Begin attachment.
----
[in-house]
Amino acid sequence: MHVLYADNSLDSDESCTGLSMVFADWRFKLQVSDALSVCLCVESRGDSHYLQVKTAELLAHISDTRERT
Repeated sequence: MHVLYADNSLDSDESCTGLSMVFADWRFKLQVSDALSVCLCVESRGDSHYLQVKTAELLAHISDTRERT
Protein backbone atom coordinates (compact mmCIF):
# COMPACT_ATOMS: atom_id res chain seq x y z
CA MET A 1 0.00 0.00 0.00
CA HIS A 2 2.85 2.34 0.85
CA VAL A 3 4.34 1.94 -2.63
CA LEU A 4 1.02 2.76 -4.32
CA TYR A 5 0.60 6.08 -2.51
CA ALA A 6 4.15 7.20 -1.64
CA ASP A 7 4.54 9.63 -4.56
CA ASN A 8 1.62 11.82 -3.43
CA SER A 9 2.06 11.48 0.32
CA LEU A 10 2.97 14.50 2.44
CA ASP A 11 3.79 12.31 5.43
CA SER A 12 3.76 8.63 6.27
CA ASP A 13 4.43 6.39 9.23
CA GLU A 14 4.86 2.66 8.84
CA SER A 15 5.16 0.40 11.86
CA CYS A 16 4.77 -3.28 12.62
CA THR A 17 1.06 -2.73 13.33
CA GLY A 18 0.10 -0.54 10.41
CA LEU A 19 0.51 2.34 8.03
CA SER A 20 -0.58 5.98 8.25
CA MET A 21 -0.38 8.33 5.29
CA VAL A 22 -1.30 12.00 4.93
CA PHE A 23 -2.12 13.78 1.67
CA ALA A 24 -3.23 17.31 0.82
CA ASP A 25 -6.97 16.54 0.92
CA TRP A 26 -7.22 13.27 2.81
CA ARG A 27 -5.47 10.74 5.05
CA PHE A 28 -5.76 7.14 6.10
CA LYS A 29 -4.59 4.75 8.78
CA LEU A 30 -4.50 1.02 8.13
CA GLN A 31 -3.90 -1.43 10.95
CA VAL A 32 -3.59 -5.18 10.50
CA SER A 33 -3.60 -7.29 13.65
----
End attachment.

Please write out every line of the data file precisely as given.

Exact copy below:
[in-house]
Amino acid sequence: MHVLYADNSLDSDESCTGLSMVFADWRFKLQVSDALSVCLCVESRGDSHYLQVKTAELLAHISDTRERT
Repeated sequence: MHVLYADNSLDSDESCTGLSMVFADWRFKLQVSDALSVCLCVESRGDSHYLQVKTAELLAHISDTRERT
Protein backbone atom coordinates (compact mmCIF):
# COMPACT_ATOMS: atom_id res chain seq x y z
CA MET A 1 0.00 0.00 0.00
CA HIS A 2 2.85 2.34 0.85
CA VAL A 3 4.34 1.94 -2.63
CA LEU A 4 1.02 2.76 -4.32
CA TYR A 5 0.60 6.08 -2.51
CA ALA A 6 4.15 7.20 -1.64
CA ASP A 7 4.54 9.63 -4.56
CA ASN A 8 1.62 11.82 -3.43
CA SER A 9 2.06 11.48 0.32
CA LEU A 10 2.97 14.50 2.44
CA ASP A 11 3.79 12.31 5.43
CA SER A 12 3.76 8.63 6.27
CA ASP A 13 4.43 6.39 9.23
CA GLU A 14 4.86 2.66 8.84
CA SER A 15 5.16 0.40 11.86
CA CYS A 16 4.77 -3.28 12.62
CA THR A 17 1.06 -2.73 13.33
CA GLY A 18 0.10 -0.54 10.41
CA LEU A 19 0.51 2.34 8.03
CA SER A 20 -0.58 5.98 8.25
CA MET A 21 -0.38 8.33 5.29
CA VAL A 22 -1.30 12.00 4.93
CA PHE A 23 -2.12 13.78 1.67
CA ALA A 24 -3.23 17.31 0.82
CA ASP A 25 -6.97 16.54 0.92
CA TRP A 26 -7.22 13.27 2.81
CA ARG A 27 -5.47 10.74 5.05
CA PHE A 28 -5.76 7.14 6.10
CA LYS A 29 -4.59 4.75 8.78
CA LEU A 30 -4.50 1.02 8.13
CA GLN A 31 -3.90 -1.43 10.95
CA VAL A 32 -3.59 -5.18 10.50
CA SER A 33 -3.60 -7.29 13.65